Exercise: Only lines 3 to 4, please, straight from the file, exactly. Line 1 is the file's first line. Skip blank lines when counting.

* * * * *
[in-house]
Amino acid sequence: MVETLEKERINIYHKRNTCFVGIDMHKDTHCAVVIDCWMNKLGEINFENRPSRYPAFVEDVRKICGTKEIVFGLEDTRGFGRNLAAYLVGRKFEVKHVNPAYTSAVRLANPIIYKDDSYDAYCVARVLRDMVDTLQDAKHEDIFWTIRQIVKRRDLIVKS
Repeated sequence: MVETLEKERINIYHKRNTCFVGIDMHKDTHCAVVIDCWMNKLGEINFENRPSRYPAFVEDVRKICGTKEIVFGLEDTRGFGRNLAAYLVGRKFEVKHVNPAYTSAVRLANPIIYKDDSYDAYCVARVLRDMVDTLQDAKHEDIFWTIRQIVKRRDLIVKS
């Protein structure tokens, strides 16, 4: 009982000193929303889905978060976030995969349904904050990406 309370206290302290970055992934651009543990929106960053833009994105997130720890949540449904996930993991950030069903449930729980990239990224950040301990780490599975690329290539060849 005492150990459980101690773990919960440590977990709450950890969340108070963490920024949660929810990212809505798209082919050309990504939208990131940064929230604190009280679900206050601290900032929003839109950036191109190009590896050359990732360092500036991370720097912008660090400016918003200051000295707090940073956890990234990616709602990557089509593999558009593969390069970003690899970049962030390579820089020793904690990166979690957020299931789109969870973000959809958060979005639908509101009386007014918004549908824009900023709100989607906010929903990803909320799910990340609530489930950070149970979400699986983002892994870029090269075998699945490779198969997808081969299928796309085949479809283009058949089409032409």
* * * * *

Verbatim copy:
Repeated sequence: MVETLEKERINIYHKRNTCFVGIDMHKDTHCAVVIDCWMNKLGEINFENRPSRYPAFVEDVRKICGTKEIVFGLEDTRGFGRNLAAYLVGRKFEVKHVNPAYTSAVRLANPIIYKDDSYDAYCVARVLRDMVDTLQDAKHEDIFWTIRQIVKRRDLIVKS
């Protein structure tokens, strides 16, 4: 009982000193929303889905978060976030995969349904904050990406 309370206290302290970055992934651009543990929106960053833009994105997130720890949540449904996930993991950030069903449930729980990239990224950040301990780490599975690329290539060849 005492150990459980101690773990919960440590977990709450950890969340108070963490920024949660929810990212809505798209082919050309990504939208990131940064929230604190009280679900206050601290900032929003839109950036191109190009590896050359990732360092500036991370720097912008660090400016918003200051000295707090940073956890990234990616709602990557089509593999558009593969390069970003690899970049962030390579820089020793904690990166979690957020299931789109969870973000959809958060979005639908509101009386007014918004549908824009900023709100989607906010929903990803909320799910990340609530489930950070149970979400699986983002892994870029090269075998699945490779198969997808081969299928796309085949479809283009058949089409032409």